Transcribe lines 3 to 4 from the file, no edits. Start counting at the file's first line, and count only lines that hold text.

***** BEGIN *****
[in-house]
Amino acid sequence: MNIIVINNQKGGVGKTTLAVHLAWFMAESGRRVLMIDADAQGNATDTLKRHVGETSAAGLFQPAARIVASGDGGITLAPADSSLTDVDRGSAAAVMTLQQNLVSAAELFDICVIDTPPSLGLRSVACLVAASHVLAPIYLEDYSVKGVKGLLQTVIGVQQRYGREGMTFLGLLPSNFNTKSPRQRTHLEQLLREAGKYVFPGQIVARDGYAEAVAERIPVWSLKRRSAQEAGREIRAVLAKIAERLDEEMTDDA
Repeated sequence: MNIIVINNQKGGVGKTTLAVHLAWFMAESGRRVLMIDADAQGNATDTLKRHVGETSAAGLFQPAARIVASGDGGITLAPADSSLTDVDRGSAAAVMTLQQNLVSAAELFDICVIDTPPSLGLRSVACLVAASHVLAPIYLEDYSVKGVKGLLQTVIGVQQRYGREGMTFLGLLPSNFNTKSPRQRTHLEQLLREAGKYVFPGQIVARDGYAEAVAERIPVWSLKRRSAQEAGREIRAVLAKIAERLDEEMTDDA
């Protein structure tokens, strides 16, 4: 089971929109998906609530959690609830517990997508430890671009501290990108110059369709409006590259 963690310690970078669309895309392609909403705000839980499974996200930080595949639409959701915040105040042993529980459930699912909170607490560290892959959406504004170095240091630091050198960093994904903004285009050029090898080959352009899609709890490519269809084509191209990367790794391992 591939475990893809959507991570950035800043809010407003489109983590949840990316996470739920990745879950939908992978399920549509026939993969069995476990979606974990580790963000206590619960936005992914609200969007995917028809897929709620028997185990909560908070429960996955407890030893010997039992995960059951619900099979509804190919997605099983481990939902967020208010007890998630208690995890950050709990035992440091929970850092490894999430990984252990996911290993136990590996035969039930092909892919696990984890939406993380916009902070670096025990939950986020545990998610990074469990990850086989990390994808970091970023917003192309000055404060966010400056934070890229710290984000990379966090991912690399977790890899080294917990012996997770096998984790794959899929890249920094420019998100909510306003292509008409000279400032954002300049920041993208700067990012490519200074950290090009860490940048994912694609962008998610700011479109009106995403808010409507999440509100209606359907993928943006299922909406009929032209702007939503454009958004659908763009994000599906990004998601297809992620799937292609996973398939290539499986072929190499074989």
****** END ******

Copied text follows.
Repeated sequence: MNIIVINNQKGGVGKTTLAVHLAWFMAESGRRVLMIDADAQGNATDTLKRHVGETSAAGLFQPAARIVASGDGGITLAPADSSLTDVDRGSAAAVMTLQQNLVSAAELFDICVIDTPPSLGLRSVACLVAASHVLAPIYLEDYSVKGVKGLLQTVIGVQQRYGREGMTFLGLLPSNFNTKSPRQRTHLEQLLREAGKYVFPGQIVARDGYAEAVAERIPVWSLKRRSAQEAGREIRAVLAKIAERLDEEMTDDA
């Protein structure tokens, strides 16, 4: 089971929109998906609530959690609830517990997508430890671009501290990108110059369709409006590259 963690310690970078669309895309392609909403705000839980499974996200930080595949639409959701915040105040042993529980459930699912909170607490560290892959959406504004170095240091630091050198960093994904903004285009050029090898080959352009899609709890490519269809084509191209990367790794391992 591939475990893809959507991570950035800043809010407003489109983590949840990316996470739920990745879950939908992978399920549509026939993969069995476990979606974990580790963000206590619960936005992914609200969007995917028809897929709620028997185990909560908070429960996955407890030893010997039992995960059951619900099979509804190919997605099983481990939902967020208010007890998630208690995890950050709990035992440091929970850092490894999430990984252990996911290993136990590996035969039930092909892919696990984890939406993380916009902070670096025990939950986020545990998610990074469990990850086989990390994808970091970023917003192309000055404060966010400056934070890229710290984000990379966090991912690399977790890899080294917990012996997770096998984790794959899929890249920094420019998100909510306003292509008409000279400032954002300049920041993208700067990012490519200074950290090009860490940048994912694609962008998610700011479109009106995403808010409507999440509100209606359907993928943006299922909406009929032209702007939503454009958004659908763009994000599906990004998601297809992620799937292609996973398939290539499986072929190499074989």